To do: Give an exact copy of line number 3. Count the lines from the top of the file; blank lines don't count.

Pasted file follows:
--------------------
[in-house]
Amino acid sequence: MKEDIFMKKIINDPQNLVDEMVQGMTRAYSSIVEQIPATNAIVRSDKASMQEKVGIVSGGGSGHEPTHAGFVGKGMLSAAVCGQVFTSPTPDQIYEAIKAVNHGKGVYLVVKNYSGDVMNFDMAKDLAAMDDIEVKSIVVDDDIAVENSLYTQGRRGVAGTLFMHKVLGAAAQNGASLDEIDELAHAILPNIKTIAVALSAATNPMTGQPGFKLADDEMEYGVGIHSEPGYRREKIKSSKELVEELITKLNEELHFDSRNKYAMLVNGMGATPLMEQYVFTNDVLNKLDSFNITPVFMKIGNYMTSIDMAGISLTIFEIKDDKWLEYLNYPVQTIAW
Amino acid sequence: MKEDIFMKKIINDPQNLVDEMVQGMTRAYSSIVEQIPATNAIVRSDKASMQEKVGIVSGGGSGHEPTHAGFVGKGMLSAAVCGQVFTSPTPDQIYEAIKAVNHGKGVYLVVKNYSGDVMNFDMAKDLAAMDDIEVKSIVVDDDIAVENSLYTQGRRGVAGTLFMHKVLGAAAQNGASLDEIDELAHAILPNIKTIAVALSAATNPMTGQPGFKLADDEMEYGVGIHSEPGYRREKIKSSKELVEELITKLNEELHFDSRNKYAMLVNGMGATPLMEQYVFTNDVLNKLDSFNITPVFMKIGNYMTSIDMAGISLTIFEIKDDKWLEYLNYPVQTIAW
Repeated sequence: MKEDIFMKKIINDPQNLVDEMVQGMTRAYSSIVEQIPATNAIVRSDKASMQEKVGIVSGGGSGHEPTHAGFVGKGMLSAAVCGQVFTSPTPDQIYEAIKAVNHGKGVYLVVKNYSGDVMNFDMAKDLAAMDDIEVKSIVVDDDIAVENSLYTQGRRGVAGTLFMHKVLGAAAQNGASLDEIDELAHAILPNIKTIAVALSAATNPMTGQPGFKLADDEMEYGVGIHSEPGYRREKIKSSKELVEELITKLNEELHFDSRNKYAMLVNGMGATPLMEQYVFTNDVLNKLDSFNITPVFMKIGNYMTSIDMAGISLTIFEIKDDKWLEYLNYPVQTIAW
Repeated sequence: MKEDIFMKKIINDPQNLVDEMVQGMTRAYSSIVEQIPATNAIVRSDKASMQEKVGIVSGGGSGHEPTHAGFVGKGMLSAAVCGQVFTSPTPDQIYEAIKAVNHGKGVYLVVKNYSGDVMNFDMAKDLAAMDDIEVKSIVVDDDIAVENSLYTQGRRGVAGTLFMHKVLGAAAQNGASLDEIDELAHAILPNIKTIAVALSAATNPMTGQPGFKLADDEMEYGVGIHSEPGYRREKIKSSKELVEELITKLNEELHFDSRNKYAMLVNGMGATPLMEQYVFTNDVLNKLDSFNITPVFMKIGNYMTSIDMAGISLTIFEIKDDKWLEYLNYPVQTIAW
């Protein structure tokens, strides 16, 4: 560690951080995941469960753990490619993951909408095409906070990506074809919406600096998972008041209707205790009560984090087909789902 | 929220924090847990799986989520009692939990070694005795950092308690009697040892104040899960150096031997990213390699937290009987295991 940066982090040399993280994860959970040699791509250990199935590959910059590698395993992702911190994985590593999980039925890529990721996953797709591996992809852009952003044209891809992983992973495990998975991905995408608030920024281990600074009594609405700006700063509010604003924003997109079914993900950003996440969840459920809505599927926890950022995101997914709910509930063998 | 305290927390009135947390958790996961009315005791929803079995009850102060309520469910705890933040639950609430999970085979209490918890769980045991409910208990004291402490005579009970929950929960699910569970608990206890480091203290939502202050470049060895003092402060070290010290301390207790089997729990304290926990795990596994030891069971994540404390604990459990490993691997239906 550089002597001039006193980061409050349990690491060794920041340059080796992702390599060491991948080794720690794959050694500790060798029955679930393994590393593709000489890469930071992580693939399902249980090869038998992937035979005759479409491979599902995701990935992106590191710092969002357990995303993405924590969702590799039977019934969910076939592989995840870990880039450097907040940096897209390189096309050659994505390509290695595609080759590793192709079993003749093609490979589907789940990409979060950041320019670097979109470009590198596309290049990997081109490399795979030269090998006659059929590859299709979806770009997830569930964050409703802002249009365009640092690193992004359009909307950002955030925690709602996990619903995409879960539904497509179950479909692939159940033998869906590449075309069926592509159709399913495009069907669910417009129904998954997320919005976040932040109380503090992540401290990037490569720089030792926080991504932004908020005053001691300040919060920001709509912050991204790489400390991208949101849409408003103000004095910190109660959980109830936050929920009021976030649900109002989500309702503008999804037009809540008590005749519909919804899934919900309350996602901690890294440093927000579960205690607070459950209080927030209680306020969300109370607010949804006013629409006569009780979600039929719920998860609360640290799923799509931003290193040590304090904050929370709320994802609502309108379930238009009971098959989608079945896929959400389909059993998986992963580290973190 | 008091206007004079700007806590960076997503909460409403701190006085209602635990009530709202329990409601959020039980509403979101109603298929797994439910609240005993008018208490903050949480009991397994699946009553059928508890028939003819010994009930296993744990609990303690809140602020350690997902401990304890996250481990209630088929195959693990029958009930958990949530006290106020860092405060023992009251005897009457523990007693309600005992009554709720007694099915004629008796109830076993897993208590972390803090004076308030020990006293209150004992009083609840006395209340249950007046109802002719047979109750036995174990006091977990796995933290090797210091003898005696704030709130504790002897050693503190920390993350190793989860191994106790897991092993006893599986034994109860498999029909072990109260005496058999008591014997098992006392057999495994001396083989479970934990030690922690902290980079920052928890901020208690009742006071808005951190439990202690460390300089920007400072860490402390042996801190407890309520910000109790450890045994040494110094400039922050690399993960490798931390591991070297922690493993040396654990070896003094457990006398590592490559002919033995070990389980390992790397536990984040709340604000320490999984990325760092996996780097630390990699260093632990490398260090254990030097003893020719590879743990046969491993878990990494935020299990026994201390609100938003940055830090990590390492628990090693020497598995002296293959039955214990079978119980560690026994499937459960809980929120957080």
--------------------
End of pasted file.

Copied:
Amino acid sequence: MKEDIFMKKIINDPQNLVDEMVQGMTRAYSSIVEQIPATNAIVRSDKASMQEKVGIVSGGGSGHEPTHAGFVGKGMLSAAVCGQVFTSPTPDQIYEAIKAVNHGKGVYLVVKNYSGDVMNFDMAKDLAAMDDIEVKSIVVDDDIAVENSLYTQGRRGVAGTLFMHKVLGAAAQNGASLDEIDELAHAILPNIKTIAVALSAATNPMTGQPGFKLADDEMEYGVGIHSEPGYRREKIKSSKELVEELITKLNEELHFDSRNKYAMLVNGMGATPLMEQYVFTNDVLNKLDSFNITPVFMKIGNYMTSIDMAGISLTIFEIKDDKWLEYLNYPVQTIAW